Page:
BT's rivals hope for progress on link-up charges: Mary Fagan reports on industry expectations for an Oftel consultation document

BT'S expanding group of competitors in the provision of telecommunications services are hoping for a boost from Oftel, the industry watchdog, with the publication tomorrow of a consultation document on how much telephone companies should be charged to use BT's wires.

The consultation document on the issue of interconnection charges will be accompanied by Oftel's thoughts on the controversial question of accounting separation at BT.

BT strongly resists the idea of separating and clarifying the costs of running different parts of its business, fearing this would be a precursor to a potential break-up of the company. However, it is regarded as vital in the industry if new telephone network operators are to succeed.

Cable television companies and new entrants such as Energis, the telecommunications arm of the National Grid Company, argue that they will not obtain fair play when using BT's network until the costs of each part of BT's operations are made clear and there is transparency in interconnection charges. Oftel is also expected to rule soon on a new interconnection agreement between BT and Mercury Communications. Any new deal is expected to be considerably cheaper for Mercury. Mercury also believes that BT owes it up to pounds 50m in back payments, as the new agreement is supposed to be backdated to August last year.

Until now the terms for interconnecting to BT's network to complete calls have been negotiated between BT and the operator concerned. Oftel is called in when talks collapse, and the process can take many months.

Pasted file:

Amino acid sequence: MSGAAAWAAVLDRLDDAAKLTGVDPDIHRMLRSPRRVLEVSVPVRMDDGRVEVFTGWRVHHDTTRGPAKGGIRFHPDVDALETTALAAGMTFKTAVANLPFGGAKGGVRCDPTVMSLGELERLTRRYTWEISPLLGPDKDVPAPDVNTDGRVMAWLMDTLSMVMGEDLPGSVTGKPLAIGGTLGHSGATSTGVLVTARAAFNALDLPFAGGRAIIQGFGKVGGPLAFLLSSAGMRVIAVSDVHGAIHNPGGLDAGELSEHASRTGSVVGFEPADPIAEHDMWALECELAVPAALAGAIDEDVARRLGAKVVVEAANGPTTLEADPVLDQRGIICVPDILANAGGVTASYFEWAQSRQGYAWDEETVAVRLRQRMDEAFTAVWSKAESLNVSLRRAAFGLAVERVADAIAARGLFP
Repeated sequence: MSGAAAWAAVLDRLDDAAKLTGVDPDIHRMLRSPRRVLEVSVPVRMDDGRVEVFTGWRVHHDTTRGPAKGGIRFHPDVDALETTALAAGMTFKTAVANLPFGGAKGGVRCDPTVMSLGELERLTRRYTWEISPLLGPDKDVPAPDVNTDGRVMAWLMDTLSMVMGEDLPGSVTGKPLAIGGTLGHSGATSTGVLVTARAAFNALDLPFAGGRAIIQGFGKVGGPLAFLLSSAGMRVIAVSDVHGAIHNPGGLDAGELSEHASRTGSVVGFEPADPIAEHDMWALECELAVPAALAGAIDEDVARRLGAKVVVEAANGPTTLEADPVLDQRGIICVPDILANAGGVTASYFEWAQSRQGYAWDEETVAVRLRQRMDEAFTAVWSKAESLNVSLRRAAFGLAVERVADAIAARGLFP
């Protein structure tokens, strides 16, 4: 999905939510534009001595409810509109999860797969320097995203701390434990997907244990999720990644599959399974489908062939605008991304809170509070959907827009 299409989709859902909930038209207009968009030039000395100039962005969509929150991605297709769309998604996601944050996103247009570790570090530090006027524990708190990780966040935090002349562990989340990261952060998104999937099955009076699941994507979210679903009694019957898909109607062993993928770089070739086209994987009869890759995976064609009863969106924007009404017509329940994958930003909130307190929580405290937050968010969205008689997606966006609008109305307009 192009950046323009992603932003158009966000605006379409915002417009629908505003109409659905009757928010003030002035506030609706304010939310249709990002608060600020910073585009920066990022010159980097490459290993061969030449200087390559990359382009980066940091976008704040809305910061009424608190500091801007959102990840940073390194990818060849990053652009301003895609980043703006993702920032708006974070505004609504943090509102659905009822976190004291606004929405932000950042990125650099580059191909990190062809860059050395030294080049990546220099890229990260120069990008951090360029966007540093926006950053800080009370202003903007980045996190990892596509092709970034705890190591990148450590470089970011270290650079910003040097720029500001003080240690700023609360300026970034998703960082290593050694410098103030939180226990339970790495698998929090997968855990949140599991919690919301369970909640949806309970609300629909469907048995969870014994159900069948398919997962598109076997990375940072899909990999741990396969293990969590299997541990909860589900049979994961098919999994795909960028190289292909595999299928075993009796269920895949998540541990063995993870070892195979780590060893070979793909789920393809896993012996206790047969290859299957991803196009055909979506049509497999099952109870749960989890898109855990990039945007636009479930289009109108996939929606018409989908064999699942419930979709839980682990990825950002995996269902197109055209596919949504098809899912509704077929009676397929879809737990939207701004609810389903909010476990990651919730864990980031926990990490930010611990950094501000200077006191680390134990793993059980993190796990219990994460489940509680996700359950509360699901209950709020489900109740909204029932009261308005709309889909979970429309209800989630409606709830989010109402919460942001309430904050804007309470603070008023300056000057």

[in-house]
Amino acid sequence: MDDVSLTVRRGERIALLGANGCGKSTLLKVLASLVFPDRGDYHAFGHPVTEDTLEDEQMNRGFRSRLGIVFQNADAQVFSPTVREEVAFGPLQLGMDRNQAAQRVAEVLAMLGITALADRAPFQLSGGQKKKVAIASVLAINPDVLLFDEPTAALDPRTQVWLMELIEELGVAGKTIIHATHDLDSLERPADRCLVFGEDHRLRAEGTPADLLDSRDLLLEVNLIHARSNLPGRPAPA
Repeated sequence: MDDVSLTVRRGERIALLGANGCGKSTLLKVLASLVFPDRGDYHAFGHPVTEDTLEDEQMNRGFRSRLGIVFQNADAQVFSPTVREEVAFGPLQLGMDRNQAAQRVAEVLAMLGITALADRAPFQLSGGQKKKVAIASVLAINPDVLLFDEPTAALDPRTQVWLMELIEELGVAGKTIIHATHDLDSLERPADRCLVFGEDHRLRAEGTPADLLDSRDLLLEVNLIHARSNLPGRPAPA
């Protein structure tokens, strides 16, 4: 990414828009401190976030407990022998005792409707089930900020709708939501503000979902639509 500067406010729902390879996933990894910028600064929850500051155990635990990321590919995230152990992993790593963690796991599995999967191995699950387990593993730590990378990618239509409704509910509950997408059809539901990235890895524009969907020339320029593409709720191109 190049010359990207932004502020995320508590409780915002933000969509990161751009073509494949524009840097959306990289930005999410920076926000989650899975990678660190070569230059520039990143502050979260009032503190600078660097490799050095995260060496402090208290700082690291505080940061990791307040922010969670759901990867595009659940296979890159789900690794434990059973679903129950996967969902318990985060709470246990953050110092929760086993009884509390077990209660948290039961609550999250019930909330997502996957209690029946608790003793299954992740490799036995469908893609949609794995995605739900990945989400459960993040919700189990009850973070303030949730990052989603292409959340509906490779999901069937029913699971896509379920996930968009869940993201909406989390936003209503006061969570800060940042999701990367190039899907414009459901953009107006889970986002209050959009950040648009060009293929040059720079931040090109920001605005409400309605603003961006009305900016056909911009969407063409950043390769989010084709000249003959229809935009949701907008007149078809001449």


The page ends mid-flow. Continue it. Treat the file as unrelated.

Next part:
New telecommunications companies have been waiting for months for some sign of a resolution. However the problem has been exacerbated by BT's resistance and by changes at Oftel. Since April, the watchdog has had a new director-general, Don Cruickshank, a former Virgin executive.

David Dey, the chief executive of Energis, hopes that Mr Cruickshank will take a radical new approach to regulation. He says that Oftel must publish without delay a schedule of interconnection tariffs so that each telephone operator knows exactly what it is faced with when it makes business plans.

Energis, whose basic network will be founded on the nation's electricity system, expects to be one of BT's biggest interconnect customers. It hopes to be able to serve 70 per cent of the population within a year.

However, according to Mr Dey, himself a former senior executive with BT: 'We do not want a war with BT but we are running into obfuscation. We do not intend to allow Oftel to spend 12 months looking into it.' The implied threat is that Energis could take the matter to the Monopolies and Mergers Commission.

The Oftel consultation documents come at a sensitive time, as the Government is weeks away from the pounds 5bn sale of more shares in BT. A key issue for BT is the expansion of cable television companies into telephony, as they will be the most serious threat to BT's local services. The companies depend on BT or Mercury to deliver their calls beyond their franchise areas. A favourable move from Oftel on interconnection charges could give them a substantial boost.

Start your day with The Independent, sign up for daily news emails
Latest stories from i100
Have you tried new the Independent Digital Edition apps?
Independent Dating
and  

By clicking 'Search' you
are agreeing to our
Terms of Use.

iJobs Job Widget
iJobs Money & Business

Recruitment Genius: Software Development Manager

£40000 - £50000 per annum: Recruitment Genius: This is an exciting opportunity...

Ashdown Group: Product Manager - (Product Marketing, Financial Services)

£30000 - £35000 per annum + Benefits: Ashdown Group: Marketing Manager - Marke...